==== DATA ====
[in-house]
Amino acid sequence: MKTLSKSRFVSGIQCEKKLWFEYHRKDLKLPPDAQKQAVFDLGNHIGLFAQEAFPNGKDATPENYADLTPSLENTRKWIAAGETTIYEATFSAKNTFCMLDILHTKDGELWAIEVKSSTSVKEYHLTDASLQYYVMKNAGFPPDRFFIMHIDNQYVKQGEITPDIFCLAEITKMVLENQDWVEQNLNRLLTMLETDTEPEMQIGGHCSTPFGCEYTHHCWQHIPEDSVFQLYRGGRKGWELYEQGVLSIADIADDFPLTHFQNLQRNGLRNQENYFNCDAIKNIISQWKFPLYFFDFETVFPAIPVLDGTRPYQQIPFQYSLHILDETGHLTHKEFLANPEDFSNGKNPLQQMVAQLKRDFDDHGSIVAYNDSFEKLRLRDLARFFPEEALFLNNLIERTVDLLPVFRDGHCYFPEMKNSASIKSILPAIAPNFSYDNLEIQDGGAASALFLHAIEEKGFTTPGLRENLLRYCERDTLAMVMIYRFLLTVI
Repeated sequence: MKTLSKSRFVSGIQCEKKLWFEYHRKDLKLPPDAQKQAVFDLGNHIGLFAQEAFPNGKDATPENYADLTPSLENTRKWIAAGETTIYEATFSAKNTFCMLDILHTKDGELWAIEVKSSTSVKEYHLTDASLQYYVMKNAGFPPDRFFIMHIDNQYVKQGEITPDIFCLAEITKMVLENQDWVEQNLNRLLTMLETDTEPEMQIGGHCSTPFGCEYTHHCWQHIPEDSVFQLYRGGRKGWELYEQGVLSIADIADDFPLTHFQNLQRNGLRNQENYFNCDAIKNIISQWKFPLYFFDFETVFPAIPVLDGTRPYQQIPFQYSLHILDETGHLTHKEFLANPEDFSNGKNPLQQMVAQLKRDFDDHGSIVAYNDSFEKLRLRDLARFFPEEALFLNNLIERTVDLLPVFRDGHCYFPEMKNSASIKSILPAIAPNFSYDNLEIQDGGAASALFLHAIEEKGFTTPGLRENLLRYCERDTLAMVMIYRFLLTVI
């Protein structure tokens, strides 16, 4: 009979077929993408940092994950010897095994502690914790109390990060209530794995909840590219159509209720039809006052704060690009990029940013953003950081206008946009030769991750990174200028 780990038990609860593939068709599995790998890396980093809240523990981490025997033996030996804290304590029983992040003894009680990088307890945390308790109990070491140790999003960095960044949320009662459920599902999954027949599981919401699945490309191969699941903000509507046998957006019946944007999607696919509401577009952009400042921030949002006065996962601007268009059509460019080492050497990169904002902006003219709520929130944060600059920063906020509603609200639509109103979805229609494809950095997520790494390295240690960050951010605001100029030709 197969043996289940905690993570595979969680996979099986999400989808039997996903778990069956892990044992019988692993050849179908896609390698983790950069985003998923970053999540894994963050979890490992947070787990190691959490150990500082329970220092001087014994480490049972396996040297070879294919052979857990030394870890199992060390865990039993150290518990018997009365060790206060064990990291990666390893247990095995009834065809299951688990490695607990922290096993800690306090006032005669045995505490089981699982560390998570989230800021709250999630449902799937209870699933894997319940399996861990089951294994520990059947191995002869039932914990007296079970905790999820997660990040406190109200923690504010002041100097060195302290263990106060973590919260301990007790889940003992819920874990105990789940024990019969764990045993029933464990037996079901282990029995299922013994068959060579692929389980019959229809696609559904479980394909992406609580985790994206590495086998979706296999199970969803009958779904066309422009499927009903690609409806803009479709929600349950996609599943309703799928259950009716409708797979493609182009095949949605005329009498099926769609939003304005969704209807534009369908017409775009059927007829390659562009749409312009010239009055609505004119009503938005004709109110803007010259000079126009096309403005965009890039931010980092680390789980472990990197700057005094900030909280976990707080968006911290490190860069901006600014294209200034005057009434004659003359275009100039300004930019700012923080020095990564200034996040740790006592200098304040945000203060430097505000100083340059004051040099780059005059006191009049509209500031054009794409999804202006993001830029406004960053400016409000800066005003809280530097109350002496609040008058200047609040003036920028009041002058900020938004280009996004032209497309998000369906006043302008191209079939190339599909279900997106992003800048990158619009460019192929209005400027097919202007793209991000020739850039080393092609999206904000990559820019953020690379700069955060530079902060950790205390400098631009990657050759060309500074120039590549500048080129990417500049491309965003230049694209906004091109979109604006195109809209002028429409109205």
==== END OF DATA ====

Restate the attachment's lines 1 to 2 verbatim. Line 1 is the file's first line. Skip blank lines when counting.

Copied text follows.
[in-house]
Amino acid sequence: MKTLSKSRFVSGIQCEKKLWFEYHRKDLKLPPDAQKQAVFDLGNHIGLFAQEAFPNGKDATPENYADLTPSLENTRKWIAAGETTIYEATFSAKNTFCMLDILHTKDGELWAIEVKSSTSVKEYHLTDASLQYYVMKNAGFPPDRFFIMHIDNQYVKQGEITPDIFCLAEITKMVLENQDWVEQNLNRLLTMLETDTEPEMQIGGHCSTPFGCEYTHHCWQHIPEDSVFQLYRGGRKGWELYEQGVLSIADIADDFPLTHFQNLQRNGLRNQENYFNCDAIKNIISQWKFPLYFFDFETVFPAIPVLDGTRPYQQIPFQYSLHILDETGHLTHKEFLANPEDFSNGKNPLQQMVAQLKRDFDDHGSIVAYNDSFEKLRLRDLARFFPEEALFLNNLIERTVDLLPVFRDGHCYFPEMKNSASIKSILPAIAPNFSYDNLEIQDGGAASALFLHAIEEKGFTTPGLRENLLRYCERDTLAMVMIYRFLLTVI